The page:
- Clonal replacement and heterogeneity in breast tumors treated with neoadjuvant HER2-targeted therapy NATURE COMMUNICATIONS 2019; 10
Clonal replacement of tumor-specific T cells following PD-1 blockade.
Immunotherapies that block inhibitory checkpoint receptors on T cells have transformed the clinical care of patients with cancer1. However, whether the T cell response to checkpoint blockade relies on reinvigoration of pre-existing tumor-infiltrating lymphocytes or on recruitment of novel T cells remains unclear2-4. Here we performed paired single-cell RNA and T cell receptor sequencing on 79,046 cells from site-matched tumors from patients with basal or squamous cell carcinoma before and after anti-PD-1 therapy. Tracking T cell receptor clones and transcriptional phenotypes revealed coupling of tumor recognition, clonal expansion and T cell dysfunction marked by clonal expansion of CD8+CD39+ T cells, which co-expressed markers of chronic T cell activation and exhaustion. However, the expansion of T cell clones did not derive from pre-existing tumor-infiltrating T lymphocytes; instead, the expanded clones consisted of novel clonotypes that had not previously been observed in the same tumor. Clonal replacement of T cells was preferentially observed in exhausted CD8+ T cells and evident in patients with basal or squamous cell carcinoma. These results demonstrate that pre-existing tumor-specific T cells may have limited reinvigoration capacity, and that the T cell response to checkpoint blockade derives from a distinct repertoire of T cell clones that may have just recently entered the tumor.
View details for DOI 10.1038/s41591-019-0522-3
View details for PubMedID 31359002
Clonal replacement and heterogeneity in breast tumors treated with neoadjuvant HER2-targeted therapy.
2019; 10 (1): 657
Genomic changes observed across treatment may result from either clonal evolution or geographically disparate sampling of heterogeneous tumors. Here we use computational modeling based on analysis of fifteen primary breast tumors and find that apparent clonal change between two tumor samples can frequently be explained by pre-treatment heterogeneity, such that at least two regions are necessary to detect treatment-induced clonal shifts. To assess for clonal replacement, we devise a summary statistic based on whole-exome sequencing of a pre-treatment biopsy and multi-region sampling of the post-treatment surgical specimen and apply this measure to five breast tumors treated with neoadjuvant HER2-targeted therapy. Two tumors underwent clonal replacement with treatment, and mathematical modeling indicates these two tumors had resistant subclones prior to treatment and rates of resistance-related genomic changes that were substantially larger than previous estimates. Our results provide a needed framework to incorporate primary tumor heterogeneity in investigating the evolution of resistance.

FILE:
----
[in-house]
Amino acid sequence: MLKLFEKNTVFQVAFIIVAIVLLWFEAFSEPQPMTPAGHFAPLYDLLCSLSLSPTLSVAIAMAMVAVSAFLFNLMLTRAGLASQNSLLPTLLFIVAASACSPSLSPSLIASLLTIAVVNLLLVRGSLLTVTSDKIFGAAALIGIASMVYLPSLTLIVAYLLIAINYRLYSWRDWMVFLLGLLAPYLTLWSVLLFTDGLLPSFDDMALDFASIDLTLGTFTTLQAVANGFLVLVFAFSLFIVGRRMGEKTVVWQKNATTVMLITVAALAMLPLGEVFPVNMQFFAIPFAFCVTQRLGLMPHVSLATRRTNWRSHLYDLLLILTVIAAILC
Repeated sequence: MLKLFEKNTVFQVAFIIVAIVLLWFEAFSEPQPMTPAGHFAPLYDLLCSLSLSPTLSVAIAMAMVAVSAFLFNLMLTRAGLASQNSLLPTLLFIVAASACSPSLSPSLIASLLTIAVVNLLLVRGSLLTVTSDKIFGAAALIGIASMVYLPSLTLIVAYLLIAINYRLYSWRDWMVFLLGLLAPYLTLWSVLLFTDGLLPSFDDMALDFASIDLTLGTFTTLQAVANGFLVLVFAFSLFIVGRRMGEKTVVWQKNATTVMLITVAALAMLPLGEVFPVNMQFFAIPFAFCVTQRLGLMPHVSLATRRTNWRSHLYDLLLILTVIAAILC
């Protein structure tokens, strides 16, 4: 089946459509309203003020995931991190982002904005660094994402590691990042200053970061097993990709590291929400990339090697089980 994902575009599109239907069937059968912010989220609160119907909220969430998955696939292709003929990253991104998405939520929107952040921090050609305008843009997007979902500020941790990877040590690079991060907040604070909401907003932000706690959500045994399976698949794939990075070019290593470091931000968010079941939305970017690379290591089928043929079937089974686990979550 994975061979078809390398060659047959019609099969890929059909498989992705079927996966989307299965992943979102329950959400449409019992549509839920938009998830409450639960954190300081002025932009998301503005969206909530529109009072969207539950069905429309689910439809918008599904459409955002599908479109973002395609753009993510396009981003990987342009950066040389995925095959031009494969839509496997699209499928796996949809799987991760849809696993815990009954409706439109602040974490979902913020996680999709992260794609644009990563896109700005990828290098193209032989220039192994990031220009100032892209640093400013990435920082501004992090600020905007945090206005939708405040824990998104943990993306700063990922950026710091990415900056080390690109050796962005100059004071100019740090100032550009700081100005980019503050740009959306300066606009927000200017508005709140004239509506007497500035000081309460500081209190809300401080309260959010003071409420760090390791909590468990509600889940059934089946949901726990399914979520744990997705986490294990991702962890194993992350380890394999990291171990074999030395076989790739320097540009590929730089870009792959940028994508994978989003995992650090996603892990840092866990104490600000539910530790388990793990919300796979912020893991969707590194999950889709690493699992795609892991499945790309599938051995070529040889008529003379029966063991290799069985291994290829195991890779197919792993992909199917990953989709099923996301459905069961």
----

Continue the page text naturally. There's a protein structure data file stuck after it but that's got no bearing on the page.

View details for PubMedID 30737380
Publisher Correction: Clonal replacement and heterogeneity in breast tumors treated with neoadjuvant HER2-targeted therapy.
2019; 10 (1): 2433
The original version of this Article omitted from the Author Contributions statement that 'R.S. and J.G.R contributed equally to this work.' This has been corrected in both the PDF and HTML versions of the Article.
View details for DOI 10.1038/s41467-019-10456-x
View details for PubMedID 31147552
Harnessing Tumor Evolution to Circumvent Resistance.
Trends in genetics : TIG
High-throughput sequencing can be used to measure changes in tumor composition across space and time. Specifically, comparisons of pre- and post-treatment samples can reveal the underlying clonal dynamics and resistance mechanisms. Here, we discuss evidence for distinct modes of tumor evolution and their implications for therapeutic strategies. In addition, we consider the utility of spatial tissue sampling schemes, single-cell analysis, and circulating tumor DNA to track tumor evolution and the emergence of resistance, as well as approaches that seek to forestall resistance by targeting tumor evolution. Ultimately, characterization of the (epi)genomic, transcriptomic, and phenotypic changes that occur during tumor progression coupled with computational and mathematical modeling of tumor evolutionary dynamics may inform personalized treatment strategies.
View details for PubMedID 29903534